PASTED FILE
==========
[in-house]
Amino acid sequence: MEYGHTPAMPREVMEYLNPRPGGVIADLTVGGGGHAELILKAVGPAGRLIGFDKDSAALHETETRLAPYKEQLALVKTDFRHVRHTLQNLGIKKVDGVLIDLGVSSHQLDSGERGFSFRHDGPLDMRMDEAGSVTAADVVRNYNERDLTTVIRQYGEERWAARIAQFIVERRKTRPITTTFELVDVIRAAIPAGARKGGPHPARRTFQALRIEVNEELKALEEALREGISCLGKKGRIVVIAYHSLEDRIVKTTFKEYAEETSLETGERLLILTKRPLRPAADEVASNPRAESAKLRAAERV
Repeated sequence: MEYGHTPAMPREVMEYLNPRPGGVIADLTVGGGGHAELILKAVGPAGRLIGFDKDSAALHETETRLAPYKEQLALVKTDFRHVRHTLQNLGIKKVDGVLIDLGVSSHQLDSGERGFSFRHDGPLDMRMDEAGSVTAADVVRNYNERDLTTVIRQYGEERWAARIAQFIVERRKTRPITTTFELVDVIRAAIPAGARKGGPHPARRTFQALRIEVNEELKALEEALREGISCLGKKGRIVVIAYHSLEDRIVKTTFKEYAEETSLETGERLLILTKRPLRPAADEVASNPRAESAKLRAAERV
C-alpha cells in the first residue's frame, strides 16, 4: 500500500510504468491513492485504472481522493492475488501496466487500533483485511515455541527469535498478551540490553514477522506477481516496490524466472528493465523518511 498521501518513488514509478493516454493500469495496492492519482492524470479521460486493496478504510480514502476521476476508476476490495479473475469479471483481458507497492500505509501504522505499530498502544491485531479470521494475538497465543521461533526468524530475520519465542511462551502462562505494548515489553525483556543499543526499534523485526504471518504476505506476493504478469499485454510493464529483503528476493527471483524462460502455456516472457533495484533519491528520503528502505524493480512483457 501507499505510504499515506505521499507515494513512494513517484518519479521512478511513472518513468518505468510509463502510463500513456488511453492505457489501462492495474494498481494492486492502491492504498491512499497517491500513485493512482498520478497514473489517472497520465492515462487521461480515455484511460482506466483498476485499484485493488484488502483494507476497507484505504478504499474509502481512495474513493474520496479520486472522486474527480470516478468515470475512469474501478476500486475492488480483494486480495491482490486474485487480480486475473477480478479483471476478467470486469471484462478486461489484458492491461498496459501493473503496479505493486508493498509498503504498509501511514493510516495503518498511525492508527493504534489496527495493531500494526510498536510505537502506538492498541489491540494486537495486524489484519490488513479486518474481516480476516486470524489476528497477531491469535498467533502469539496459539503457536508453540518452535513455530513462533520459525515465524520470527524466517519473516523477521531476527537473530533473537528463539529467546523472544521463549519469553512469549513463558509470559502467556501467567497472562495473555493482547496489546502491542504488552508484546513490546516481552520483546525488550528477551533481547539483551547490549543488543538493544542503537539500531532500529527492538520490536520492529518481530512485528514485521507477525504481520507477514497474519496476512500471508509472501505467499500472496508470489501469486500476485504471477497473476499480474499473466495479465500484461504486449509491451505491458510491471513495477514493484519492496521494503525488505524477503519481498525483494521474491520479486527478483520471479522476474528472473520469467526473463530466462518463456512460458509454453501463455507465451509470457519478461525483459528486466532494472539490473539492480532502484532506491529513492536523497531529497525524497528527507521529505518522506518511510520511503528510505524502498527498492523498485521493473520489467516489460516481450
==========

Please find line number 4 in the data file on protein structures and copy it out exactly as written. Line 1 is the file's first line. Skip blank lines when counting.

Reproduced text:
C-alpha cells in the first residue's frame, strides 16, 4: 500500500510504468491513492485504472481522493492475488501496466487500533483485511515455541527469535498478551540490553514477522506477481516496490524466472528493465523518511 498521501518513488514509478493516454493500469495496492492519482492524470479521460486493496478504510480514502476521476476508476476490495479473475469479471483481458507497492500505509501504522505499530498502544491485531479470521494475538497465543521461533526468524530475520519465542511462551502462562505494548515489553525483556543499543526499534523485526504471518504476505506476493504478469499485454510493464529483503528476493527471483524462460502455456516472457533495484533519491528520503528502505524493480512483457 501507499505510504499515506505521499507515494513512494513517484518519479521512478511513472518513468518505468510509463502510463500513456488511453492505457489501462492495474494498481494492486492502491492504498491512499497517491500513485493512482498520478497514473489517472497520465492515462487521461480515455484511460482506466483498476485499484485493488484488502483494507476497507484505504478504499474509502481512495474513493474520496479520486472522486474527480470516478468515470475512469474501478476500486475492488480483494486480495491482490486474485487480480486475473477480478479483471476478467470486469471484462478486461489484458492491461498496459501493473503496479505493486508493498509498503504498509501511514493510516495503518498511525492508527493504534489496527495493531500494526510498536510505537502506538492498541489491540494486537495486524489484519490488513479486518474481516480476516486470524489476528497477531491469535498467533502469539496459539503457536508453540518452535513455530513462533520459525515465524520470527524466517519473516523477521531476527537473530533473537528463539529467546523472544521463549519469553512469549513463558509470559502467556501467567497472562495473555493482547496489546502491542504488552508484546513490546516481552520483546525488550528477551533481547539483551547490549543488543538493544542503537539500531532500529527492538520490536520492529518481530512485528514485521507477525504481520507477514497474519496476512500471508509472501505467499500472496508470489501469486500476485504471477497473476499480474499473466495479465500484461504486449509491451505491458510491471513495477514493484519492496521494503525488505524477503519481498525483494521474491520479486527478483520471479522476474528472473520469467526473463530466462518463456512460458509454453501463455507465451509470457519478461525483459528486466532494472539490473539492480532502484532506491529513492536523497531529497525524497528527507521529505518522506518511510520511503528510505524502498527498492523498485521493473520489467516489460516481450